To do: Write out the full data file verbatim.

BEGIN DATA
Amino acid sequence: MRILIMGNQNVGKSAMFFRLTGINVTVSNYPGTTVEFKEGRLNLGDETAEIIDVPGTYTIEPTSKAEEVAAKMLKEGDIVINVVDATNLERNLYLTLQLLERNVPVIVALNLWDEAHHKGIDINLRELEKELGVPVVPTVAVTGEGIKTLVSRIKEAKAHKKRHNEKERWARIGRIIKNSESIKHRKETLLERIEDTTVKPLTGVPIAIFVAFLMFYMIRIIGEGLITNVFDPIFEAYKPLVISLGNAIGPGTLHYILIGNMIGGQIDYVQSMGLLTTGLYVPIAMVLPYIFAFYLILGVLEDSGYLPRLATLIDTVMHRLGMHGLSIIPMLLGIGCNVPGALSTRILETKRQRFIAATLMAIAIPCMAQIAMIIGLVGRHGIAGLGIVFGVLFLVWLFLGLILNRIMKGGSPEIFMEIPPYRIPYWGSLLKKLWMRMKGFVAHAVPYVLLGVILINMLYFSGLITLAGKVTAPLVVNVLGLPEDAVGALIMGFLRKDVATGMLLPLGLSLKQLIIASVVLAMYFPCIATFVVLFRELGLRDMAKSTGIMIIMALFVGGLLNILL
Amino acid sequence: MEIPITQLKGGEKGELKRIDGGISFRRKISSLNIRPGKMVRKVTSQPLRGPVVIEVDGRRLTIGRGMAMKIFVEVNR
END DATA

Amino acid sequence: MRILIMGNQNVGKSAMFFRLTGINVTVSNYPGTTVEFKEGRLNLGDETAEIIDVPGTYTIEPTSKAEEVAAKMLKEGDIVINVVDATNLERNLYLTLQLLERNVPVIVALNLWDEAHHKGIDINLRELEKELGVPVVPTVAVTGEGIKTLVSRIKEAKAHKKRHNEKERWARIGRIIKNSESIKHRKETLLERIEDTTVKPLTGVPIAIFVAFLMFYMIRIIGEGLITNVFDPIFEAYKPLVISLGNAIGPGTLHYILIGNMIGGQIDYVQSMGLLTTGLYVPIAMVLPYIFAFYLILGVLEDSGYLPRLATLIDTVMHRLGMHGLSIIPMLLGIGCNVPGALSTRILETKRQRFIAATLMAIAIPCMAQIAMIIGLVGRHGIAGLGIVFGVLFLVWLFLGLILNRIMKGGSPEIFMEIPPYRIPYWGSLLKKLWMRMKGFVAHAVPYVLLGVILINMLYFSGLITLAGKVTAPLVVNVLGLPEDAVGALIMGFLRKDVATGMLLPLGLSLKQLIIASVVLAMYFPCIATFVVLFRELGLRDMAKSTGIMIIMALFVGGLLNILL
Amino acid sequence: MEIPITQLKGGEKGELKRIDGGISFRRKISSLNIRPGKMVRKVTSQPLRGPVVIEVDGRRLTIGRGMAMKIFVEVNR